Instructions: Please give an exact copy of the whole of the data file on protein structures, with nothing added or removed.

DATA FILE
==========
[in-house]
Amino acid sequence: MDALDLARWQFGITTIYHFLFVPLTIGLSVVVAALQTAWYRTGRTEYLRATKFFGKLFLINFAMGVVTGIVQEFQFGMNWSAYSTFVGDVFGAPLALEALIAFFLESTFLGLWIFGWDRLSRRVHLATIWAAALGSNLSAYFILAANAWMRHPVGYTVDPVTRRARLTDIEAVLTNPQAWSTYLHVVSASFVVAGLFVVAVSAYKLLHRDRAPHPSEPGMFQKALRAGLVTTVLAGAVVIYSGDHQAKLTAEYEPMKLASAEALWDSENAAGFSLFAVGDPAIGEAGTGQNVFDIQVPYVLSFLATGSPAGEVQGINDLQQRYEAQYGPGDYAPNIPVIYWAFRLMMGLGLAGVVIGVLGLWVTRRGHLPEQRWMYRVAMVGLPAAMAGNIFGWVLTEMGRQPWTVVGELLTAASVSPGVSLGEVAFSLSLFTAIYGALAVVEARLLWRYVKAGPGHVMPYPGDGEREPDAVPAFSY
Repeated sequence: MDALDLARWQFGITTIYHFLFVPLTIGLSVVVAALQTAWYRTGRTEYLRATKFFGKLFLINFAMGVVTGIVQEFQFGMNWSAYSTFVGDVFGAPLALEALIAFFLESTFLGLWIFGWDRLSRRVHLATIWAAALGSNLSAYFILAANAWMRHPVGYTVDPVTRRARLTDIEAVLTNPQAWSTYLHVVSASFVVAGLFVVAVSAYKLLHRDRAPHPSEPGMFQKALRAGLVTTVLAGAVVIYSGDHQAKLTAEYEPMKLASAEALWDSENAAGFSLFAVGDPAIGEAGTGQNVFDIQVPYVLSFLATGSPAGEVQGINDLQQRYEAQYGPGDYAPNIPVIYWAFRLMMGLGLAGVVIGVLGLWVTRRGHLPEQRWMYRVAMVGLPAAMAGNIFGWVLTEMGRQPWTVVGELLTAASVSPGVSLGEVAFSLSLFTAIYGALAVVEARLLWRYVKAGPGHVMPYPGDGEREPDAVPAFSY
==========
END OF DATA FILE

[in-house]
Amino acid sequence: MDALDLARWQFGITTIYHFLFVPLTIGLSVVVAALQTAWYRTGRTEYLRATKFFGKLFLINFAMGVVTGIVQEFQFGMNWSAYSTFVGDVFGAPLALEALIAFFLESTFLGLWIFGWDRLSRRVHLATIWAAALGSNLSAYFILAANAWMRHPVGYTVDPVTRRARLTDIEAVLTNPQAWSTYLHVVSASFVVAGLFVVAVSAYKLLHRDRAPHPSEPGMFQKALRAGLVTTVLAGAVVIYSGDHQAKLTAEYEPMKLASAEALWDSENAAGFSLFAVGDPAIGEAGTGQNVFDIQVPYVLSFLATGSPAGEVQGINDLQQRYEAQYGPGDYAPNIPVIYWAFRLMMGLGLAGVVIGVLGLWVTRRGHLPEQRWMYRVAMVGLPAAMAGNIFGWVLTEMGRQPWTVVGELLTAASVSPGVSLGEVAFSLSLFTAIYGALAVVEARLLWRYVKAGPGHVMPYPGDGEREPDAVPAFSY
Repeated sequence: MDALDLARWQFGITTIYHFLFVPLTIGLSVVVAALQTAWYRTGRTEYLRATKFFGKLFLINFAMGVVTGIVQEFQFGMNWSAYSTFVGDVFGAPLALEALIAFFLESTFLGLWIFGWDRLSRRVHLATIWAAALGSNLSAYFILAANAWMRHPVGYTVDPVTRRARLTDIEAVLTNPQAWSTYLHVVSASFVVAGLFVVAVSAYKLLHRDRAPHPSEPGMFQKALRAGLVTTVLAGAVVIYSGDHQAKLTAEYEPMKLASAEALWDSENAAGFSLFAVGDPAIGEAGTGQNVFDIQVPYVLSFLATGSPAGEVQGINDLQQRYEAQYGPGDYAPNIPVIYWAFRLMMGLGLAGVVIGVLGLWVTRRGHLPEQRWMYRVAMVGLPAAMAGNIFGWVLTEMGRQPWTVVGELLTAASVSPGVSLGEVAFSLSLFTAIYGALAVVEARLLWRYVKAGPGHVMPYPGDGEREPDAVPAFSY